Part Twenty-Three - Page 3

  1. The power of attention is called concentration; this power is directed by the will; for this reason we must concentrate or think of only the things we desire. Some are constantly concentrating upon happiness, abundance and harmony of every kind; as thought is creative it necessarily follows that this concentration inevitably leads to more abundance, more happiness and more harmony. It must be so. When we meet with success, abundance, or any other desirable condition, we naturally concentrate upon the effects of these things and thereby create more, and so it follows that much leads to more.
  2. How an understanding of this principle can be utilized in the business world is well told by an associate of mine:
  3. Spirit, whatever else it may or may not be, must be considered as the Essence of Consciousness, the Substance of Mind, the reality underlying Thought. And as all ideas are phases of the activity of Consciousness, Mind or Thought, it follows that in Spirit, and in it alone, is to be found the Ultimate Fact, the Real Thing, or Idea.
  4. This being admitted, does it not seem reasonable to hold that a true understanding of Spirit, and its laws of manifestation, would be about the most practical thing that a practical person can hope to find? Does it not seem certain that if the practical people of the world could but realize this fact, they would fall all over themselves in getting to the place in which they might obtain such knowledge of spiritual things and laws? These people are smart; they need only to grasp this fundamental fact in order to move in the direction of that which is the essence of all achievement.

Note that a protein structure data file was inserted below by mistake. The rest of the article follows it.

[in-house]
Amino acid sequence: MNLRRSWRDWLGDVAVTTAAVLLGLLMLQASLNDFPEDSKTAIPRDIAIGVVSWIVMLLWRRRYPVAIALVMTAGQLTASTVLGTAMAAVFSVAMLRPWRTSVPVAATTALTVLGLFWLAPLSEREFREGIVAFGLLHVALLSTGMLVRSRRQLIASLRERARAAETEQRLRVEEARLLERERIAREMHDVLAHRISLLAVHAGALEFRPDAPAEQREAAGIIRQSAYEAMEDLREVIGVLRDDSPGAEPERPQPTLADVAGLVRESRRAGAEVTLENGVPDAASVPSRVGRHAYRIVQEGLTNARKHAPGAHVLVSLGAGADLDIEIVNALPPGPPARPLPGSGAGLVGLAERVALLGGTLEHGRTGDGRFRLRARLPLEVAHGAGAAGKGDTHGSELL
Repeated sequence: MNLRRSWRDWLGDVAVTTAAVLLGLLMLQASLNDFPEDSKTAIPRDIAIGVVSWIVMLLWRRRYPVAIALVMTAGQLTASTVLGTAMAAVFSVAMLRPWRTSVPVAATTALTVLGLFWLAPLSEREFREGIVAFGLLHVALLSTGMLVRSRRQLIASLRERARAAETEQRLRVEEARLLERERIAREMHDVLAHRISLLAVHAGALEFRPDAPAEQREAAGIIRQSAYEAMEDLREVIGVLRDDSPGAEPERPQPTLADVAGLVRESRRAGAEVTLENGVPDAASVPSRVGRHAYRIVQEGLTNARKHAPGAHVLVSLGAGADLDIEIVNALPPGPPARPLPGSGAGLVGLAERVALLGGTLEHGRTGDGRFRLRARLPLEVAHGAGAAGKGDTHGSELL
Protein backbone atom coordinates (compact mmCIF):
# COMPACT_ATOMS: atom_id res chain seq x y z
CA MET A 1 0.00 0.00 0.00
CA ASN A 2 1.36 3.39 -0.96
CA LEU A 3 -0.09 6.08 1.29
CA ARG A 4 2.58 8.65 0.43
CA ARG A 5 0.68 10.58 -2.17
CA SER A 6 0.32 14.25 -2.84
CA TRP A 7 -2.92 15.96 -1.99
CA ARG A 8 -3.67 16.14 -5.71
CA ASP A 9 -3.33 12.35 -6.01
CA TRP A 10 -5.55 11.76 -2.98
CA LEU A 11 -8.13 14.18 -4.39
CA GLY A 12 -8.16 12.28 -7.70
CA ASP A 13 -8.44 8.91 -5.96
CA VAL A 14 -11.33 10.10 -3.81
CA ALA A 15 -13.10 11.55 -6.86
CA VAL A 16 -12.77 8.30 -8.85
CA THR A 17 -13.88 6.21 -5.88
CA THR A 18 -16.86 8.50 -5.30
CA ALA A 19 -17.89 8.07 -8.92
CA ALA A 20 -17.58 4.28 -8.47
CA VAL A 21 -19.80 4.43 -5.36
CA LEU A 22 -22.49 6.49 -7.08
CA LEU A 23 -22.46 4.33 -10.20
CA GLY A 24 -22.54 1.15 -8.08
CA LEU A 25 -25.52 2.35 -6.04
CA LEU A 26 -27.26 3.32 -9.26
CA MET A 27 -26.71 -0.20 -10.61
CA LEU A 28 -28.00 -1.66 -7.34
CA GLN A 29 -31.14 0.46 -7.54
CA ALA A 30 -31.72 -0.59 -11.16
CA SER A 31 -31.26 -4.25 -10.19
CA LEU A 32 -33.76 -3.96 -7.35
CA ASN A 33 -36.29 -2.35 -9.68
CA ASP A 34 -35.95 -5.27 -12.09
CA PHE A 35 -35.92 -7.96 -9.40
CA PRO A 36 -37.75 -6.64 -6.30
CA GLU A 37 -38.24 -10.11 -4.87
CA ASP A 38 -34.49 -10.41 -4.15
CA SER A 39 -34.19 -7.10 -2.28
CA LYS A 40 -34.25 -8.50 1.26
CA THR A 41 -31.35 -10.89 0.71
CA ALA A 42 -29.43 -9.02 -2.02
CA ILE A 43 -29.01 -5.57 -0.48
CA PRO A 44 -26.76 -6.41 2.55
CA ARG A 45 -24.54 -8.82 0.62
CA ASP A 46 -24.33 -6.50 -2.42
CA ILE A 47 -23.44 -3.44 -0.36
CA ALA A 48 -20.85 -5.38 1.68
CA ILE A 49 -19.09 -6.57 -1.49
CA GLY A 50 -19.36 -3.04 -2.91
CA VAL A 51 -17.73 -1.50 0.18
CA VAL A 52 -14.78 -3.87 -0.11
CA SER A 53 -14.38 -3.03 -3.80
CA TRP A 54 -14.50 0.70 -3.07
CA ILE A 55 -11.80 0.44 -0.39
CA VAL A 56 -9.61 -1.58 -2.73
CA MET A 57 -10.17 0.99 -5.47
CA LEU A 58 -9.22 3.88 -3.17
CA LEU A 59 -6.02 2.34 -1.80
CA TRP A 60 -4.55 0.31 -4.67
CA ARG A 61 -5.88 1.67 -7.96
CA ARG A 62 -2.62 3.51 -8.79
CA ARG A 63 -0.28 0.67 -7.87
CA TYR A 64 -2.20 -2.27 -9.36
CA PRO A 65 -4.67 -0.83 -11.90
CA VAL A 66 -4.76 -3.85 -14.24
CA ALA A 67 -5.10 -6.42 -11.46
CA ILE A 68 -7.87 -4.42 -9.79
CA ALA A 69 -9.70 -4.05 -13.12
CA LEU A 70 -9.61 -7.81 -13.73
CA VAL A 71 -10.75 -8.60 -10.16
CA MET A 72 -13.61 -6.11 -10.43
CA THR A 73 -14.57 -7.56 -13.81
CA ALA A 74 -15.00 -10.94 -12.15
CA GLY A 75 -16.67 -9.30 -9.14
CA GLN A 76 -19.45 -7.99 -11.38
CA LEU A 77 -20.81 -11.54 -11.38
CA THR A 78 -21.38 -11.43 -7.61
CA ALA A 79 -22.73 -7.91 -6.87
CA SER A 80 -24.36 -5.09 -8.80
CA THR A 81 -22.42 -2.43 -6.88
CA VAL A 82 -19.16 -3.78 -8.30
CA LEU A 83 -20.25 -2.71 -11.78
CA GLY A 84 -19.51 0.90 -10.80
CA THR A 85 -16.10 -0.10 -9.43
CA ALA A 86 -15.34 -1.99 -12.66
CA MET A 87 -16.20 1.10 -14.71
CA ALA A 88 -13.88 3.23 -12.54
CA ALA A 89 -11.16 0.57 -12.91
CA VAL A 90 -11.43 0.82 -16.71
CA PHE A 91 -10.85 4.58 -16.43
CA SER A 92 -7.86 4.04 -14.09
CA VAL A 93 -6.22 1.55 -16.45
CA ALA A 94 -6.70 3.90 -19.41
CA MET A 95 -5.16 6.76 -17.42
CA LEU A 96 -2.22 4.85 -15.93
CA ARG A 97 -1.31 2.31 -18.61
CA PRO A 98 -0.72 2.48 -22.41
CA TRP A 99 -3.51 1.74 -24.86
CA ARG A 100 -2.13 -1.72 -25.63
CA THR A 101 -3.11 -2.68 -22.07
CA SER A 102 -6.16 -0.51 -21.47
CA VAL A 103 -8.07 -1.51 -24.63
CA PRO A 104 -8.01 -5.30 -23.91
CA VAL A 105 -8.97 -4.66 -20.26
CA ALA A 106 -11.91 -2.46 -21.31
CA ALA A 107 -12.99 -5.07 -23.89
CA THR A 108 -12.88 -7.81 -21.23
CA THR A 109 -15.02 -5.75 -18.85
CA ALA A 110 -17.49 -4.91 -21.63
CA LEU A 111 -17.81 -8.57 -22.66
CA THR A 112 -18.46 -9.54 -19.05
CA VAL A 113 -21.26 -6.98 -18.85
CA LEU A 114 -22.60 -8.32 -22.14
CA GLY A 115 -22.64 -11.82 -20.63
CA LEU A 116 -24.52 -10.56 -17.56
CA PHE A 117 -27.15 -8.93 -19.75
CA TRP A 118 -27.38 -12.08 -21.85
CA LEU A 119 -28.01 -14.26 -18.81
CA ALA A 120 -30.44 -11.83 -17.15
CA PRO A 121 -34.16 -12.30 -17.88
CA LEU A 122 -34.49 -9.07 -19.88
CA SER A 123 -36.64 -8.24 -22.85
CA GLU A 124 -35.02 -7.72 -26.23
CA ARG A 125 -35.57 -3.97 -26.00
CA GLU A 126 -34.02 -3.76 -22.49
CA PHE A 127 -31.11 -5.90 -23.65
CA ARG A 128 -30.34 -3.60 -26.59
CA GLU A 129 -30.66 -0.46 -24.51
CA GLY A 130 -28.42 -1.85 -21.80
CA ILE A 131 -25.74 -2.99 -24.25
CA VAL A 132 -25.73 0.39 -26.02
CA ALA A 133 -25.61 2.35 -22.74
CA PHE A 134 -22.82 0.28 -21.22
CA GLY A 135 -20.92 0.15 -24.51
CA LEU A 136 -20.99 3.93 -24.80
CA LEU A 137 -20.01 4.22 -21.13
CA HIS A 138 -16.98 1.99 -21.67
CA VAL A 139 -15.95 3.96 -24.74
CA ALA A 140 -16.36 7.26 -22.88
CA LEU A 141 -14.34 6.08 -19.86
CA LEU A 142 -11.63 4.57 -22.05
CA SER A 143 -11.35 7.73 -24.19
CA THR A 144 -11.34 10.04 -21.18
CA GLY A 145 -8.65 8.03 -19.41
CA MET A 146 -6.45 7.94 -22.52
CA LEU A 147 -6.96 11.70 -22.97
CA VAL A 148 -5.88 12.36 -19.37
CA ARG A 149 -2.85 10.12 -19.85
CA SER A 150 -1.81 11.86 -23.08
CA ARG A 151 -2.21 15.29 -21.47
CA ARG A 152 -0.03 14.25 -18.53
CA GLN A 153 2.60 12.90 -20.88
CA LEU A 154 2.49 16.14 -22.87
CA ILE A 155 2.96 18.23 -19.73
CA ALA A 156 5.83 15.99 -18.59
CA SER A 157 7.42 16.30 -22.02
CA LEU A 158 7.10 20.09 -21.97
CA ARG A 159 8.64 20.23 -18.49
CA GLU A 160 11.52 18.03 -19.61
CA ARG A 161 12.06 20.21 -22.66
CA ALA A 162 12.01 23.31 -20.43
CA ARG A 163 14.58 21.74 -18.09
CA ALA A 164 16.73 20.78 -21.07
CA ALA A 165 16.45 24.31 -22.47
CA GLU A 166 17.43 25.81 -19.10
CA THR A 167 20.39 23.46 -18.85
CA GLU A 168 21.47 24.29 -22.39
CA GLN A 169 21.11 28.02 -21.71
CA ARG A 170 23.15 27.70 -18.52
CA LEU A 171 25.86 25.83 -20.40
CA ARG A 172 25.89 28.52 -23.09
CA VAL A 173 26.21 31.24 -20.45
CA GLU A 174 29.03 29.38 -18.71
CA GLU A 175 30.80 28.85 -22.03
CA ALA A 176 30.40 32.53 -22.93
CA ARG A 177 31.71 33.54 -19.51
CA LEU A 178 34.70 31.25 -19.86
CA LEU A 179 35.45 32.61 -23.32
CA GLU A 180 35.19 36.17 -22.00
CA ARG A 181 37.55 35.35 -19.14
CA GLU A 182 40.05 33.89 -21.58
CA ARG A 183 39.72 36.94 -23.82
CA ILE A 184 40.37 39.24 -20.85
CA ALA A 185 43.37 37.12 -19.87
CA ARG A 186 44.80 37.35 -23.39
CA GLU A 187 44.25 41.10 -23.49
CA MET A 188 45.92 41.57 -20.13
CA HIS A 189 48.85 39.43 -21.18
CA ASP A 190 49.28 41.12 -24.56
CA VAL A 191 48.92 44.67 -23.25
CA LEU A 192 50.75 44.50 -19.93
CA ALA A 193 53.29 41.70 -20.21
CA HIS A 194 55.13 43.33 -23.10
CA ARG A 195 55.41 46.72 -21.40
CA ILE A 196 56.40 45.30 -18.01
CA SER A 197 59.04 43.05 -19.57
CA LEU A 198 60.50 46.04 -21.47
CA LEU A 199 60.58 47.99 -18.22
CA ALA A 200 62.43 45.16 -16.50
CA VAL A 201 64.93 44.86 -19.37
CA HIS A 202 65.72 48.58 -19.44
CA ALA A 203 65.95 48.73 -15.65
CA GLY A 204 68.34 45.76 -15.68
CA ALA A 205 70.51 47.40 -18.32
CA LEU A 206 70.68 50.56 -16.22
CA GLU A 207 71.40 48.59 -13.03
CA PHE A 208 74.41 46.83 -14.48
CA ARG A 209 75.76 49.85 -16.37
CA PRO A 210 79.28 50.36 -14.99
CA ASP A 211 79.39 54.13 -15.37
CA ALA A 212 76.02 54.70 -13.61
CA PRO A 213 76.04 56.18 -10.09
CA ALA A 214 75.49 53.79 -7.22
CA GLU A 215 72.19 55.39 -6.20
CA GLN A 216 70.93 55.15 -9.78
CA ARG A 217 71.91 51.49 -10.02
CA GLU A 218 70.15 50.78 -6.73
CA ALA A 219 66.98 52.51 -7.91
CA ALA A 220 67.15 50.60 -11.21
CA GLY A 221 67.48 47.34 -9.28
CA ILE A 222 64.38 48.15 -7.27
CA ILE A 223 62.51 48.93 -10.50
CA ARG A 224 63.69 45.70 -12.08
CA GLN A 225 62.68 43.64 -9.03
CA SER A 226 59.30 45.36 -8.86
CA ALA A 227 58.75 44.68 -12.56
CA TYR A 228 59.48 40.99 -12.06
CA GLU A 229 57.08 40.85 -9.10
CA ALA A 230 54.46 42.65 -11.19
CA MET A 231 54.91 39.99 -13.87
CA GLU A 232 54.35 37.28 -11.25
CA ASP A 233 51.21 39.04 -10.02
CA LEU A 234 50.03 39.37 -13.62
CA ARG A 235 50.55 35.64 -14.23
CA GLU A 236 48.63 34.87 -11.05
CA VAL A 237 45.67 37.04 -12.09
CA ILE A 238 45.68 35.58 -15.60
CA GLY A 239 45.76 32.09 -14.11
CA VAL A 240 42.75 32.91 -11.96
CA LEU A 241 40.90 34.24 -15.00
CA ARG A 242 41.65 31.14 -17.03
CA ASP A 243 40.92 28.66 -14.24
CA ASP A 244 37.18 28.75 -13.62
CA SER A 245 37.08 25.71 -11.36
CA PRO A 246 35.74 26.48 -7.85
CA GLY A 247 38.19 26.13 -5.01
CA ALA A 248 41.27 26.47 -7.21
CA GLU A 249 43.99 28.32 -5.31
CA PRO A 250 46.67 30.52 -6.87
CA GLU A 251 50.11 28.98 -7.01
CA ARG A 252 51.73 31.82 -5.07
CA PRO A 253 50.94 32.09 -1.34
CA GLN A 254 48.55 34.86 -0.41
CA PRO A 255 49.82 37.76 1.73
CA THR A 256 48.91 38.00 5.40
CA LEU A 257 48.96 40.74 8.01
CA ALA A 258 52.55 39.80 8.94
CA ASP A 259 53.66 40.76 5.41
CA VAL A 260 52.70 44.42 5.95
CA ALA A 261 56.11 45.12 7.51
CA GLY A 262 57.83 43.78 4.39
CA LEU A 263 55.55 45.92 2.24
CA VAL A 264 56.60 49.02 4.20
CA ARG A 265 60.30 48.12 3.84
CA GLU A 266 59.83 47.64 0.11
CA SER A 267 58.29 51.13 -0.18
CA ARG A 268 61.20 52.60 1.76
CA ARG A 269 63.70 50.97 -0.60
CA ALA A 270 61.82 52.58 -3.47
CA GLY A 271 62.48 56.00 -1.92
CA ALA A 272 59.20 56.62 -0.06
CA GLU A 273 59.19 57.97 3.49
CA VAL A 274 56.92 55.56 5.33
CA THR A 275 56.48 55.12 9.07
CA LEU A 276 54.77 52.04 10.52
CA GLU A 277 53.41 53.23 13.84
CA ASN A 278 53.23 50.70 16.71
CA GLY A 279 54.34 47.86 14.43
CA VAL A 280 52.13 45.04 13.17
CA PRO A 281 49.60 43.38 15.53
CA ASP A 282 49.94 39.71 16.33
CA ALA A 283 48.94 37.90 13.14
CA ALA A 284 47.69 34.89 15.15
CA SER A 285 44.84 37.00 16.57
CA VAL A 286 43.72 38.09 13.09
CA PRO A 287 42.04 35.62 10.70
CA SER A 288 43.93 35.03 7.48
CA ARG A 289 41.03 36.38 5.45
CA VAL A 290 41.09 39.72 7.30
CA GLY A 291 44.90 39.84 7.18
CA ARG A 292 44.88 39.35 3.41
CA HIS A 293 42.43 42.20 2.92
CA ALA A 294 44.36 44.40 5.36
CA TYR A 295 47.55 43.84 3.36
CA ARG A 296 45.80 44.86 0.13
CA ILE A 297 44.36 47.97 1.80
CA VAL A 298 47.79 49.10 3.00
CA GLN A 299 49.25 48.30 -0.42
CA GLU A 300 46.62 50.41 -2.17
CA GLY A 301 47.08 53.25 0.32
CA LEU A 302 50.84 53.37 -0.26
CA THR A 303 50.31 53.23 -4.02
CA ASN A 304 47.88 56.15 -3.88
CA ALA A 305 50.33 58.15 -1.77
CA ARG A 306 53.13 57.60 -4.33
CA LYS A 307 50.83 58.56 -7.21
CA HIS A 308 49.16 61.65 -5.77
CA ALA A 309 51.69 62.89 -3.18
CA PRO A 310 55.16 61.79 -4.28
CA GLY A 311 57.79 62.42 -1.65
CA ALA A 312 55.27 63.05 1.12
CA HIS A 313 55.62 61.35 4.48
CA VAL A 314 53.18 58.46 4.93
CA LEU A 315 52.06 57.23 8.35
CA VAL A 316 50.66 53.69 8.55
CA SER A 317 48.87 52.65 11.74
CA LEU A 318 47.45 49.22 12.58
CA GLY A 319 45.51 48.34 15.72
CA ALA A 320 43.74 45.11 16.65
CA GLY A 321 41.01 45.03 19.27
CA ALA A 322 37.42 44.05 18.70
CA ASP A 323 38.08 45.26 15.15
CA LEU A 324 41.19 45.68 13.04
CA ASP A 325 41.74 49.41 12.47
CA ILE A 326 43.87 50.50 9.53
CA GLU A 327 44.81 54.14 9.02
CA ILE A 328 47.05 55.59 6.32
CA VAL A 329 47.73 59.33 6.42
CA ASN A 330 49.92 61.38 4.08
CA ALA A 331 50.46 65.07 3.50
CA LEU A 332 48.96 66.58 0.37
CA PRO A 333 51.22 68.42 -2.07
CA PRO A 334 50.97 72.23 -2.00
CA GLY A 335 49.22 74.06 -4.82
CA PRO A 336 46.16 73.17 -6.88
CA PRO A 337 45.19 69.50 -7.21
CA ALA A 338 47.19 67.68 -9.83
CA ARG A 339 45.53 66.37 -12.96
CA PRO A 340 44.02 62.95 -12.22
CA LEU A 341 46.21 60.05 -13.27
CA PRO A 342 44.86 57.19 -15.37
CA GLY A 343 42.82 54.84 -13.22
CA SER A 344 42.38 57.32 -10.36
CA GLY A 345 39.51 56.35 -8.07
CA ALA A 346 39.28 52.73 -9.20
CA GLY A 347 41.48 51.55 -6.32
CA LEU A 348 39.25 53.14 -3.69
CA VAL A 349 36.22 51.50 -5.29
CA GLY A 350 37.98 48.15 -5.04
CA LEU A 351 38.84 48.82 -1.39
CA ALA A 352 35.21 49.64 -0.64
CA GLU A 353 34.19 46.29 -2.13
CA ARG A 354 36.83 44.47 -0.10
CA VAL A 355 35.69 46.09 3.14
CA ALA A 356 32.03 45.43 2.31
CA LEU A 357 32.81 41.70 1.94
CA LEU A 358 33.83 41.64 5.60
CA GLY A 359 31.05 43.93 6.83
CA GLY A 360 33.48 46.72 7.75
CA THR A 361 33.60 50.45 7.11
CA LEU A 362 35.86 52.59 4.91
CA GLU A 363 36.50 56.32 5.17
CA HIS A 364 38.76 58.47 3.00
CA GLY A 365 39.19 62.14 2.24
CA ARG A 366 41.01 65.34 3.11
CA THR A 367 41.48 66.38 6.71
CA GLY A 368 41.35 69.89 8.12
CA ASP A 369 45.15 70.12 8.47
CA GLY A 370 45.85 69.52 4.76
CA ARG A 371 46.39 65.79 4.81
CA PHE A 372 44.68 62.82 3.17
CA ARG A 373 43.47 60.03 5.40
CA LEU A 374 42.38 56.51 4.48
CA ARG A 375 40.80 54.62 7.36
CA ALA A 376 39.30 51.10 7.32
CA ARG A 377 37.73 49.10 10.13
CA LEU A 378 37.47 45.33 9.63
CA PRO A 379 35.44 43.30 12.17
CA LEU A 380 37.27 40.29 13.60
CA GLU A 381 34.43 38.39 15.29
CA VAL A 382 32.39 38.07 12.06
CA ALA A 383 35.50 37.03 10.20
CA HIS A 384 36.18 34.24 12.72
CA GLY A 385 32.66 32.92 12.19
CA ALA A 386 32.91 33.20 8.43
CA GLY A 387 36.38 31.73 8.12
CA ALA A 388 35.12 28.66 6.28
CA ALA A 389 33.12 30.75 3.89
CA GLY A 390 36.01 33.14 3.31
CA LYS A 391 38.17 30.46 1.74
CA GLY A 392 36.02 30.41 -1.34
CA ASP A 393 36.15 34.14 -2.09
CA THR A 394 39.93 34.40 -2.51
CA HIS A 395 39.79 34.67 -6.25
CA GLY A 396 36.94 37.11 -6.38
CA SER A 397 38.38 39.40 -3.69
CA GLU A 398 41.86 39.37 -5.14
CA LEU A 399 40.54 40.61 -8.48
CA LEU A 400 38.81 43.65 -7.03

5. Let me give you a concrete example. I know a man in Chicago whom I had always considered to not be spiritual. He had made several successes in life; and also several not.
  6. The last time I had a talk with him he was not even close to successful as compared with his former business condition. It looked as if he had indeed reached no more chances, for he was well advanced into the stage of middle-age, and new ideas came not as quickly, and as frequently to him than in former years.

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